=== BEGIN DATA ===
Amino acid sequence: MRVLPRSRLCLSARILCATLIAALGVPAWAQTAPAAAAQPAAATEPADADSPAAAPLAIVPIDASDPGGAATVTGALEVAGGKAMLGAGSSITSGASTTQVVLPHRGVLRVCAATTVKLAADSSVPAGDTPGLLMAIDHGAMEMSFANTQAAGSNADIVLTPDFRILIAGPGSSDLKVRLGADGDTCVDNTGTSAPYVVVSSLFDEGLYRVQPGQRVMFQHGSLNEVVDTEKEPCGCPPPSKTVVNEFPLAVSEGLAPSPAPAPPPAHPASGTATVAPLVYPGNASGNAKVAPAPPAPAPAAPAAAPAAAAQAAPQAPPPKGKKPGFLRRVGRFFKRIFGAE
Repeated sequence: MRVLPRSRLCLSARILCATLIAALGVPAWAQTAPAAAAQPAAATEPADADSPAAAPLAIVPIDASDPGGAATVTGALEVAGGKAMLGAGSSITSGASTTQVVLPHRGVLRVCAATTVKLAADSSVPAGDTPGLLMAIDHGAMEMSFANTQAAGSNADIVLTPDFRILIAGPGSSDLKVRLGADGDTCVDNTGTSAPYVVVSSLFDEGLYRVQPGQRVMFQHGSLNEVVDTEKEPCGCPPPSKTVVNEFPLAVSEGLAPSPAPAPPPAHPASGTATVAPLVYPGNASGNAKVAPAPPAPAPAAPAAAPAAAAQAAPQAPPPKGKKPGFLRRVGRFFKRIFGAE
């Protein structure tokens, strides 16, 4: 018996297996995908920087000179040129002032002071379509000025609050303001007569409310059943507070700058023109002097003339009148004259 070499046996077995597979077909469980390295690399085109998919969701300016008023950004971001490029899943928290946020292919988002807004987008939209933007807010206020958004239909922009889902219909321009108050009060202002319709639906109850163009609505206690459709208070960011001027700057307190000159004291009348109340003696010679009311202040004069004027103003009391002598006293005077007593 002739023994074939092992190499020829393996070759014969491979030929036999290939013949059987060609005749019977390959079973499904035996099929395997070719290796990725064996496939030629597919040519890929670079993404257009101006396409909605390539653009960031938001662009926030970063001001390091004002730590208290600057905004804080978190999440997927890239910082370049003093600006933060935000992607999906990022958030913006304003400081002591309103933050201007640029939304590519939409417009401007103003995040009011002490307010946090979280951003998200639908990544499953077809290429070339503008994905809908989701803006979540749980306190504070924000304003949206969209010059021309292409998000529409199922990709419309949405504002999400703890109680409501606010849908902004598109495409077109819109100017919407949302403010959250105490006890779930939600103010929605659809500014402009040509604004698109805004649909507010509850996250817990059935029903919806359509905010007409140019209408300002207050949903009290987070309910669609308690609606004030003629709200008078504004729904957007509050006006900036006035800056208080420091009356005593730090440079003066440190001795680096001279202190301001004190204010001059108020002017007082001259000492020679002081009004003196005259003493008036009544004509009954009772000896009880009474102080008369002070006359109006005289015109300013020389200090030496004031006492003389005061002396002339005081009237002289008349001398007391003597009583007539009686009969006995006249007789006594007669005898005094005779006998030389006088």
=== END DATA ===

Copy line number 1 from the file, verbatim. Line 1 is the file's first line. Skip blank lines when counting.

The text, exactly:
Amino acid sequence: MRVLPRSRLCLSARILCATLIAALGVPAWAQTAPAAAAQPAAATEPADADSPAAAPLAIVPIDASDPGGAATVTGALEVAGGKAMLGAGSSITSGASTTQVVLPHRGVLRVCAATTVKLAADSSVPAGDTPGLLMAIDHGAMEMSFANTQAAGSNADIVLTPDFRILIAGPGSSDLKVRLGADGDTCVDNTGTSAPYVVVSSLFDEGLYRVQPGQRVMFQHGSLNEVVDTEKEPCGCPPPSKTVVNEFPLAVSEGLAPSPAPAPPPAHPASGTATVAPLVYPGNASGNAKVAPAPPAPAPAAPAAAPAAAAQAAPQAPPPKGKKPGFLRRVGRFFKRIFGAE